Posts tagged ‘Captain Compass’

Detective 500 – 4 Batman stories, two of them team-ups, scads of detectives, and Elongated Man and Hawkman end

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Many anniversary issue build themselves up as being something really special, but few live up to their promise.  Detective 500 (March 1981) is one of the rare ones.  It’s not all gold, but enough of it is.

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The first story, by Alan Brennert and Dick Giordano, bring us to a parallel world, where a new Batman is about to be born.

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The Phantom Stranger brings Batman and Robin to this world, seemingly so that Bruce will have the opportunity to prevent his parents’ deaths.

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They find this world similar, but different.  James Gordon is still just a lieutenant, and Barbara , though a librabrian, is his fiancee, not his daughter.  Bruce is hunting for information on Joe Chill, while Dick discovers that this is a world with no heroic legends, no caped heroes, nothing to inspire heroism.

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Observing the Waynes, we see that Bruce is hardly a baby hero, more like a rich spoiled brat, but Batman is blind to this.

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Batman’s pursuit of Joe Chill, who on this world is not even from Gotham, and just arriving in the city, brings him into conflict with Gordon, but Batman manages to convince him that they are friends on another world.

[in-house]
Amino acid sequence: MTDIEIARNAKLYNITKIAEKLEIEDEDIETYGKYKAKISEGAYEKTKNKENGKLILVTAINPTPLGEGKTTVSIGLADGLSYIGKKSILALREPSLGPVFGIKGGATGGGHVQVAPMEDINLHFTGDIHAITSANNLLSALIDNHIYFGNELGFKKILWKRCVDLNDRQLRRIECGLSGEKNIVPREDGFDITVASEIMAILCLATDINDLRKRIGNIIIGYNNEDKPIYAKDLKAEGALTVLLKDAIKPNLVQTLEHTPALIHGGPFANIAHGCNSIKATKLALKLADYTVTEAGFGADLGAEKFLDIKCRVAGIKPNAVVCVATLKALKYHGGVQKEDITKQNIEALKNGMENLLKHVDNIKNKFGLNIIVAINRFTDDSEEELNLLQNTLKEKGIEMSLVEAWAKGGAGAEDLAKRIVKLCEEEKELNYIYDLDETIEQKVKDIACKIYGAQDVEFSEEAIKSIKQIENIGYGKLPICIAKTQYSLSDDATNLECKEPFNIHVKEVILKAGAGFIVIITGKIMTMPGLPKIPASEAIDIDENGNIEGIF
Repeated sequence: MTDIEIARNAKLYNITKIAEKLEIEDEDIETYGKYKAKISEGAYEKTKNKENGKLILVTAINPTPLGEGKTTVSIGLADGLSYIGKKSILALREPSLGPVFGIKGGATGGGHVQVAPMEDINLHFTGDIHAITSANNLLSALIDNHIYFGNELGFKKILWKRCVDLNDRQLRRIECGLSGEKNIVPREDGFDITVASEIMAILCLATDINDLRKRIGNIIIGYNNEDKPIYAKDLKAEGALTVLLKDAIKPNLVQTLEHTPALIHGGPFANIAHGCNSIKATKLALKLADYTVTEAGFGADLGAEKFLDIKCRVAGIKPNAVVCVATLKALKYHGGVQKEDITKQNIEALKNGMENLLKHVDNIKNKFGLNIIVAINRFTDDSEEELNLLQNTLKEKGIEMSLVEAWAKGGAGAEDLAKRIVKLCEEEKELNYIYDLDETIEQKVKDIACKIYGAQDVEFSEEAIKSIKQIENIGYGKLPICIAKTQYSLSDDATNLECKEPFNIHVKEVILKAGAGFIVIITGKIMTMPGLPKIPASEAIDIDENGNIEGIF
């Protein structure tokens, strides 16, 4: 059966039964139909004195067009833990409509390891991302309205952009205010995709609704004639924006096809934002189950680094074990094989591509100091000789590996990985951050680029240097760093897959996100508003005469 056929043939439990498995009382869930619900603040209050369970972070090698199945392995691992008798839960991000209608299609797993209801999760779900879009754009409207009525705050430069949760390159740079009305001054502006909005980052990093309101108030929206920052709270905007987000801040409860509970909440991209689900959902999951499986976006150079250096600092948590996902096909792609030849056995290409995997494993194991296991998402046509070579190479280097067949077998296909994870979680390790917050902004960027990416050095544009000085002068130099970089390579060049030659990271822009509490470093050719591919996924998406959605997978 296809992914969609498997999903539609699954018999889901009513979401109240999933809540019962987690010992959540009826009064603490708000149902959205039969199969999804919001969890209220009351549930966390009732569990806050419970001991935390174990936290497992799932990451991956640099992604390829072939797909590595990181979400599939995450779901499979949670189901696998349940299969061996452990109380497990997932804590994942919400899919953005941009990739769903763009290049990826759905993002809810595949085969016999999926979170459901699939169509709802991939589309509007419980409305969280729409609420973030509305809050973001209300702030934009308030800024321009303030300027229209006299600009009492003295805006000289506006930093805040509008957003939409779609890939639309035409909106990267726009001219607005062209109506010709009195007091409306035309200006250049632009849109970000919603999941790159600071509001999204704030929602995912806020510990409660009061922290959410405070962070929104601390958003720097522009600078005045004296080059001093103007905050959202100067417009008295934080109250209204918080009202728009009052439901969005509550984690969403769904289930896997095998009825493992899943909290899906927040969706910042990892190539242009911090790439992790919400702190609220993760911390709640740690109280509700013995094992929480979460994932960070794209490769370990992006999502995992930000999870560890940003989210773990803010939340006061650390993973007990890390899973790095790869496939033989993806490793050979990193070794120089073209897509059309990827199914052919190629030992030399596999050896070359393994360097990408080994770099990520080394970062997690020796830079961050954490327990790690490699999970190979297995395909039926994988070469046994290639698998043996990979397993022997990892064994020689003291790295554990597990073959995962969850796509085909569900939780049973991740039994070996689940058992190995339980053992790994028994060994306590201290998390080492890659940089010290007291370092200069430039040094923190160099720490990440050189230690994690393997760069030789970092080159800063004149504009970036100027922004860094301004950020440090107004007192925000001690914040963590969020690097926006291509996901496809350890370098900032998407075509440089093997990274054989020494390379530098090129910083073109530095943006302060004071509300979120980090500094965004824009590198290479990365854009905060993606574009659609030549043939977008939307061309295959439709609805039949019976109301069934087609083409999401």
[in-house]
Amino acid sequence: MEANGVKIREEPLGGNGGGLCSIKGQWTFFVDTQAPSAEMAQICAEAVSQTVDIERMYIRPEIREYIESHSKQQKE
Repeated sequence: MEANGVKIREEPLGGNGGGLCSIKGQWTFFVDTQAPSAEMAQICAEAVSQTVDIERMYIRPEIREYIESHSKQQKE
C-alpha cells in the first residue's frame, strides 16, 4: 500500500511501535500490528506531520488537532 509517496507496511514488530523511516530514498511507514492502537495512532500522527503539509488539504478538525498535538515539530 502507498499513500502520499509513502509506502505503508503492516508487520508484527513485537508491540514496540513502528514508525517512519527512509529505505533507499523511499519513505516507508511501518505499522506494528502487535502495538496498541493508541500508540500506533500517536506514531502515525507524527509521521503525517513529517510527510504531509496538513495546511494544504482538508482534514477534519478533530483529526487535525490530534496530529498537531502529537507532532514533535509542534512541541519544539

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His search for Chill has raised such flags that the man is murdered by the Gotham mobs.  Batman learns that the planned murder of the Waynes is happening sooner than he expected – he had not counted the extra days from leap years.

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Robin, who has been watching the Waynes, sees the murder about to occur, and struggles within himself, thinking that is might be meant to be; but Batman swoops in saves the day, his parents, and himself.

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The Phantom Stranger takes the heroes back to their own world, and they are left to wonder what will become of Bruce, but the reader gets to see the impact the attempted murder had, and that even with his parents alive, young Bruce is on the road to becoming Batman.

Sadly, this is not a parallel world we ever visit again.

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Slam Bradley gets the billing, but this story, a re-write of a Batman tale from the 40s, by Len Wein and Jim Aparo, is pretty much a free for all with a vast line-up of detectives.

They are all at a celebration for an older detective, who gets murdered in front of them.

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The original version of this story has Batman working with a number of detective based on famous fictional ones from the era.  This story brings Slam Bradley, Jason Bard, Captain Compass, Mysto, Pow-Wow Smith, the Human Target and Roy Raymond together on the case.

For Captain Compass, Mysto, Pow-Wow Smith and Slam Bradley, this the first time the character appeared since the end of their own series.

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There are leads in a number of directions, which allow the detectives to split up and pursue them in smaller groups.  The story gives everyone at least one moment to shine, and they wind up stopping a number of bad guys.